It can be especially tricky retaining employees in the first few months. Perhaps the job wasn’t advertised properly or there wasn’t enough support for the new employee. AI and analytics tools can process different data sets to compare and analyse what works best – is a new orientation process working, for example, or is it turning people off?

In addition, AI can use data to measure things like keystroke speed and time spent on slides, enabling it to work out how interested someone is in training presentation modules and even recommend how individual employees might learn best.

Three steps to HR transformation

Perhaps paradoxically, the number one challenge HR team’s face when trying to digitally transform themselves is the access to data itself.

Analytics and AI tools are only as good as the data they can address, so if HR data is inaccurate, inconsistent, hard to access, and distributed across multiple data and application silos, the first step toward a more digitally-savvy HR function is data integration.

The right data integration tools put the power into HR professionals’ hands, allowing them to bring together all the relevant data required to make informed, strategic decisions.

Even in an environment in which investment in data and application integration is not a business or IT priority, human resources organisations can take steps to disrupt the function and start transforming it into the HR of tomorrow.

Self-service data integration tools that can be used easily by HR professionals, without IT intervention, can help address three fundamental goals that will put HR on the path to digital transformation.

  1. Automate repetitive processes
    The employee lifecycle comprises a large group of standard processes – from employee onboarding to performance management, for example – which are repeated continuously.

    Poor data and application integration keeps these processes manual, draining HR productivity. Data integration can allow important processes throughout the employee lifecycle to be automated, without IT resources.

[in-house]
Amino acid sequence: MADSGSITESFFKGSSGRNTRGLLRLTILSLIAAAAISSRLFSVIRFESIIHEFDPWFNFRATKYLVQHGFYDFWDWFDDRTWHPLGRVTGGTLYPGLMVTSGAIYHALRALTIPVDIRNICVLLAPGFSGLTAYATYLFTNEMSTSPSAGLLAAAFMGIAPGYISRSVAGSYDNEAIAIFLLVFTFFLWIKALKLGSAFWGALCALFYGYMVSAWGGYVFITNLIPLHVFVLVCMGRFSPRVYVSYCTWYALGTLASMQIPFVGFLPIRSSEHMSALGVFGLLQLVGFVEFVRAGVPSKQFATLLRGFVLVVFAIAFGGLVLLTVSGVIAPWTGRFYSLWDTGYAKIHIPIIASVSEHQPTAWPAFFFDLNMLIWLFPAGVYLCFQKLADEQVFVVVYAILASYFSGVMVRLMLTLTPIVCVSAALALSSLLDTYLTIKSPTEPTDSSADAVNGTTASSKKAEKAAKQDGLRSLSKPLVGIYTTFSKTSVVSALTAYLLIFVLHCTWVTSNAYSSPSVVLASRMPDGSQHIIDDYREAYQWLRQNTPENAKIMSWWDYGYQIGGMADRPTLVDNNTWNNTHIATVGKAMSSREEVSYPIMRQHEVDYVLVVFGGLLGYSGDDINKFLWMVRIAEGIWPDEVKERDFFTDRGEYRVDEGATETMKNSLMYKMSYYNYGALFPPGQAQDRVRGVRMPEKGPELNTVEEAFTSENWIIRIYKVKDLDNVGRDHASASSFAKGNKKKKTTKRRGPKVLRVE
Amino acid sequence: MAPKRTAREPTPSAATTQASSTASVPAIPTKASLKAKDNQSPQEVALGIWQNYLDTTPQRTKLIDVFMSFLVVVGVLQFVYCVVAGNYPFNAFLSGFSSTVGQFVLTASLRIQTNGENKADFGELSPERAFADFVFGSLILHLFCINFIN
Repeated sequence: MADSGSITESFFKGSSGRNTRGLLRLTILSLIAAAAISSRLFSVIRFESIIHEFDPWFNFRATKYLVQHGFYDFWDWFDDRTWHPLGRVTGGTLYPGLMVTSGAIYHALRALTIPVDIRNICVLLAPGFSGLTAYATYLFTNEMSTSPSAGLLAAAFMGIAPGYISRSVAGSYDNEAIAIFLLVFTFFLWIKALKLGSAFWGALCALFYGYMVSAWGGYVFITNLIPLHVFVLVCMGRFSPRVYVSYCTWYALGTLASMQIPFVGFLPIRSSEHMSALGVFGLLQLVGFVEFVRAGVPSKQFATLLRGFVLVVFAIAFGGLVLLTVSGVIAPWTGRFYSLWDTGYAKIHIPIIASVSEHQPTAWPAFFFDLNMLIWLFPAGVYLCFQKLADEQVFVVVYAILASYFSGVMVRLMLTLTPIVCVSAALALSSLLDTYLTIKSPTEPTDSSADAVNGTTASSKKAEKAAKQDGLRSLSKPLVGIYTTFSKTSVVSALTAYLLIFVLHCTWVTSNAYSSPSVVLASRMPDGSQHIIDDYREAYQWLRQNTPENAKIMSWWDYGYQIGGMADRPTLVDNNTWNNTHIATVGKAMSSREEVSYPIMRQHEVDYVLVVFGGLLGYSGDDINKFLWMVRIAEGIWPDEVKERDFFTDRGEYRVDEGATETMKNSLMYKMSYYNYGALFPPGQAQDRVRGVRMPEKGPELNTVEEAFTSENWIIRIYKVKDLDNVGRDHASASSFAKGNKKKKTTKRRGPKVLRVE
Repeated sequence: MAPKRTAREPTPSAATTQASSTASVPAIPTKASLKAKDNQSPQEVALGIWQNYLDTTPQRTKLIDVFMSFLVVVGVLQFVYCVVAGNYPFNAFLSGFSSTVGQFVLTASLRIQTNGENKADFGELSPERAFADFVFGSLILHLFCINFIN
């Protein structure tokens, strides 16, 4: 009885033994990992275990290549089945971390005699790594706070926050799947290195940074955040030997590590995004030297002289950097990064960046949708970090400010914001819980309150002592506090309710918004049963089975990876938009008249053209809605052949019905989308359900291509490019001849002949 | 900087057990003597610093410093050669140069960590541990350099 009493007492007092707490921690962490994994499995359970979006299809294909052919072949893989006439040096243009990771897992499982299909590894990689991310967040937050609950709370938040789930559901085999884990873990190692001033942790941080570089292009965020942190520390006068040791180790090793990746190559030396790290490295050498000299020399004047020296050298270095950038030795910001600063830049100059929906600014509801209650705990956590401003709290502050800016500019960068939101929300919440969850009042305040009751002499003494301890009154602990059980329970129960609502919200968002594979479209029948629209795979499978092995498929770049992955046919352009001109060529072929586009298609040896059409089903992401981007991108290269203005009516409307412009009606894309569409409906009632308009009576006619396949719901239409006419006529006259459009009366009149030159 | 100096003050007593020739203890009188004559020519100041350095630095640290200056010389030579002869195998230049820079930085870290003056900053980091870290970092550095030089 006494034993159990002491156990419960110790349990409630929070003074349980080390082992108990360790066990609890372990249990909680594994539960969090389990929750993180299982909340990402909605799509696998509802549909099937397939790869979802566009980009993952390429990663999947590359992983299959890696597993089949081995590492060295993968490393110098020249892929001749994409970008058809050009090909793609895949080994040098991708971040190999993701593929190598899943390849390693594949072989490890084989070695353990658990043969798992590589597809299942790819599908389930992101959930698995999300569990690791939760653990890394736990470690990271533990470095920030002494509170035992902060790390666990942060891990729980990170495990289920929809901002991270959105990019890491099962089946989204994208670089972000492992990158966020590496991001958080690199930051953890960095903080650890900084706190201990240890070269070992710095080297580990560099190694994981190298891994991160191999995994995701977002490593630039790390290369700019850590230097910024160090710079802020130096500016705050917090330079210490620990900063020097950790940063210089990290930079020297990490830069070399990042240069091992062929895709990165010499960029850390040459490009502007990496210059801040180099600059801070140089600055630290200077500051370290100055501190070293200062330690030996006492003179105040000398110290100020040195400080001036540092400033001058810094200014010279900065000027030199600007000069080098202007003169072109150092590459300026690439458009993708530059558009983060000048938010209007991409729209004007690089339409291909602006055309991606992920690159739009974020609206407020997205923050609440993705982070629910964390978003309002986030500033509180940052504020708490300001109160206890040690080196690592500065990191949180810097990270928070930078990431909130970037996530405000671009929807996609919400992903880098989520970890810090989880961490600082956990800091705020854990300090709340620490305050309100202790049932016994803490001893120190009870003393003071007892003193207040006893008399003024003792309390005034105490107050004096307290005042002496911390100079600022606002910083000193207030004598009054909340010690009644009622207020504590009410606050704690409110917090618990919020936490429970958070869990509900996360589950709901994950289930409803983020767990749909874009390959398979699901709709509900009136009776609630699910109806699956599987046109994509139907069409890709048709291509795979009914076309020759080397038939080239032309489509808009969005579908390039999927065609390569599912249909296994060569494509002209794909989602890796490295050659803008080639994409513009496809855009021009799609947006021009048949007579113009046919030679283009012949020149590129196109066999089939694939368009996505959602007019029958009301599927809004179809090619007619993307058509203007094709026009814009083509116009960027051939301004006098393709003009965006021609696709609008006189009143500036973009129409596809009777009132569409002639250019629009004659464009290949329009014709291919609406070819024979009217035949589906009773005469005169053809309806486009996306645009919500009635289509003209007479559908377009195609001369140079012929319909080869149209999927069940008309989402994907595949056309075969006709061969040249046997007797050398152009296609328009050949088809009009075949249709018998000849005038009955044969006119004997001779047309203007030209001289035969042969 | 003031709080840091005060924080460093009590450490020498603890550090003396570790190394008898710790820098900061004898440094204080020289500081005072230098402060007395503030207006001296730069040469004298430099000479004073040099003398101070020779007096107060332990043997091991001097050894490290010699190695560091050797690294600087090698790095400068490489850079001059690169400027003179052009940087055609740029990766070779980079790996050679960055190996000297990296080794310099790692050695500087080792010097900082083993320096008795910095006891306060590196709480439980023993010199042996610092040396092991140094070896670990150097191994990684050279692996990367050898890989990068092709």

2. Unify the data from HR applications
    By unlocking and unifying the data that is siloed in different applications, HR can rest assured they’re working with complete and consistent information and will be fully empowered to demon¬strate data-driven decision-making.

    HR professionals can use modern integration technology to get timely, unified people analytics across every employee and related system of record, without manual effort.

  3. Spend on innovation, not manual integration
    Integration is one of the most-cited challenges in HCM deployments, with 30-50% of the application implementation typically devoted to integration.

    Modern data integration technology allows HR spend to be shifted away from tedious, manual application and system integration, to activities that drive innovation across HR and the business overall.

By executing on these goals, the HR function becomes strategic to the business, freeing up HR leaders to focus on strategic initiatives, allowing employees and teams to do their best work, and aligning the entire organisation around the strategies and activities that will drive data-driven transformation.

Want to learn more about implementing AI in the HR function? Read The era of employee experience: how AI and chatbots innovate HR.

Author Profile Picture
Diletta D’Onofrio

Head of Digital Transformation

Read more from Diletta D’Onofrio